Article

Uterine NK cells: active regulators at the maternal-fetal interface

The Journal of clinical investigation (Impact Factor: 13.77). 05/2014; 124(5):1872-1879. DOI: 10.1172/JCI68107
Source: PubMed

ABSTRACT Pregnancy presents an immunological conundrum because two genetically different individuals coexist. The maternal lymphocytes at the uterine maternal-fetal interface that can recognize mismatched placental cells are T cells and abundant distinctive uterine NK (uNK) cells. Multiple mechanisms exist that avoid damaging T cell responses to the fetus, whereas activation of uNK cells is probably physiological. Indeed, genetic epidemiological data suggest that the variability of NK cell receptors and their MHC ligands define pregnancy success; however, exactly how uNK cells function in normal and pathological pregnancy is still unclear, and any therapies aimed at suppressing NK cells must be viewed with caution. Allorecognition of fetal placental cells by uNK cells is emerging as the key maternal-fetal immune mechanism that regulates placentation.

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Available from: Francesco Colucci, Dec 11, 2014
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    • "23 [18–37] ns Systolic blood pressure (mmHg) 12 [10] [11] [12] [13] 14 [10] [11] [12] [13] [14] [15] [16] [17] [18] [19] [20] [21] [22] 12 [10] [11] [12] [13] í µí±ƒ < 0.001 * Diastolic blood pressure (mmHg) 7 [5–8.3] 8.7 [6] [7] [8] [9] [10] [11] [12] 7 [5.5–8.5] í µí±ƒ < 0.001 * Uterine height (cm) 32 [29] [30] [31] [32] [33] [34] [35] [36] [37] [38] 26 [15–36] 26 [15–36] í µí±ƒ < 0.001 § Term at sampling (weeks of gestation) 31.7 [15.3–41] 30 [17–41] 30 [17–41] ns Term at delivery (weeks of gestation) 40.3 [35] [36] [37] [38] [39] [40] [41] [42] 32.3 [17–41.1] "
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    ABSTRACT: Up to 5% of couples at reproductive age suffer from at least two consecutive miscarriages, and around 1% experience three or more consecutive gestational losses, most of them during the first ten weeks of pregnancy, resulting in a significant personal, social and economic public health burden. The pregnancy losses occurring after the twentieth gestational week, namely foetal death or stillbirth, are even more emotionally and psychologically devastating for the couple. In almost half of these cases there is not any known cause of foetal death. In the last years, significant progress in the identification and treatment of the risk factors associated to foetal death has been made: advanced maternal age, obesity, pre-existing maternal diseases or acquired infections during pregnancy; and associated immunological disorders. Among the latter, the most common cause is the obstetric antiphospholipid syndrome, autoimmune disease that can present with placental infarction, thrombosis in the utero-placental circulation and foetal loss. Here we review the evidence of other immunological disorders that have been associated with intrauterine foetal death: non-diagnosed celiac disease, peripheral expansion of natural killer cells and diverse autoimmune or inflammatory abnormalities. The detection and control of such abnormalities in women with history of prior foetal death may lead to a successful subsequent pregnancy.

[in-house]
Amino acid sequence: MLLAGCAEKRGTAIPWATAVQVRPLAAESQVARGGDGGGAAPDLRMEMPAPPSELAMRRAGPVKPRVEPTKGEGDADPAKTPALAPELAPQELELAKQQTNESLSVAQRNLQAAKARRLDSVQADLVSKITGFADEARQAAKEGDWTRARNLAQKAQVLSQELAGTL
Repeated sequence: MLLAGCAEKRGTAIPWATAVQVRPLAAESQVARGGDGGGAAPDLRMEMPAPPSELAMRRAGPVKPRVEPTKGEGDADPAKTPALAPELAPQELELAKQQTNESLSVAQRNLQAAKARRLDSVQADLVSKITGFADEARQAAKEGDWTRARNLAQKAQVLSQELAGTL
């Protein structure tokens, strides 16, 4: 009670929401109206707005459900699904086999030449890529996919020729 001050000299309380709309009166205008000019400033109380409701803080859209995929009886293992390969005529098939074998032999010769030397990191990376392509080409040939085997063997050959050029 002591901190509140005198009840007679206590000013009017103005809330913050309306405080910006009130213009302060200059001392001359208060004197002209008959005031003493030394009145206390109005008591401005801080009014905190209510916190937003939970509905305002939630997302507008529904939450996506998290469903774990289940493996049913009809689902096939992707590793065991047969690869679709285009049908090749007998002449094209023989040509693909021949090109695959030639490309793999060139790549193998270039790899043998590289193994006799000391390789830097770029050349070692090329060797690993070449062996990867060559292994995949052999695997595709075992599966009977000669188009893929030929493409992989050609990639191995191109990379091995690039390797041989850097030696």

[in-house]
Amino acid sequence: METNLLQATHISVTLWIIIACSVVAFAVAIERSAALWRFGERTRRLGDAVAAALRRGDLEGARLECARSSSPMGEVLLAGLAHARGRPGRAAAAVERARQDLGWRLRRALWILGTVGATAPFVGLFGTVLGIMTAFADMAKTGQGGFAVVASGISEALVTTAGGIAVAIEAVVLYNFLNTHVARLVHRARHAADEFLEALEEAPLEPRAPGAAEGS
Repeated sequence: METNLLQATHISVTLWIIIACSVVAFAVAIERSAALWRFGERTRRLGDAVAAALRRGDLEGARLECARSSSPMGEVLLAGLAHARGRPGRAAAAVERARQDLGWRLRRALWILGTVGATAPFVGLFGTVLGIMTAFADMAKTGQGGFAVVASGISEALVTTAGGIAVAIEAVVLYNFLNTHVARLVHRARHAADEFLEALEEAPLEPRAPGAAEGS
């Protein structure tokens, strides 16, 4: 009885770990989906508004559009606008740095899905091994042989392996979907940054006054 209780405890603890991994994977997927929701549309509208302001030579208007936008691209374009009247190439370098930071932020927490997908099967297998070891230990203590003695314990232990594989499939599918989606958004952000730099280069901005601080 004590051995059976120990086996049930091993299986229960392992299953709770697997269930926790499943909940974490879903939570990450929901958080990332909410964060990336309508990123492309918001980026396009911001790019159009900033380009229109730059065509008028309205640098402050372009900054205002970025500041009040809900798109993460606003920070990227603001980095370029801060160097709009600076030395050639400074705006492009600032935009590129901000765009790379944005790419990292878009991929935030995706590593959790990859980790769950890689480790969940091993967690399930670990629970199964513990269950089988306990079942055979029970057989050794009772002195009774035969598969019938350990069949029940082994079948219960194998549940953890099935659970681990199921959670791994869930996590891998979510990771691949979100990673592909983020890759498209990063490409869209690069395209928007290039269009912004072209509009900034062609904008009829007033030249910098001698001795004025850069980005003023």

• [Show abstract] [Hide abstract]
    ABSTRACT: Up to 5% of couples at reproductive age suffer from at least two consecutive miscarriages, and around 1% experience three or more consecutive gestational losses, most of them during the first ten weeks of pregnancy, resulting in a significant personal, social and economic public health burden. The pregnancy losses occurring after the twentieth gestational week, namely foetal death or stillbirth, are even more emotionally and psychologically devastating for the couple. In almost half of these cases there is not any known cause of foetal death. In the last years, significant progress in the identification and treatment of the risk factors associated to foetal death has been made: advanced maternal age, obesity, pre-existing maternal diseases or acquired infections during pregnancy; and associated immunological disorders. Among the latter, the most common cause is the obstetric antiphospholipid syndrome, autoimmune disease that can present with placental infarction, thrombosis in the utero-placental circulation and foetal loss. Here we review the evidence of other immunological disorders that have been associated with intrauterine foetal death: non-diagnosed celiac disease, peripheral expansion of natural killer cells and diverse autoimmune or inflammatory abnormalities. The detection and control of such abnormalities in women with history of prior foetal death may lead to a successful subsequent pregnancy.
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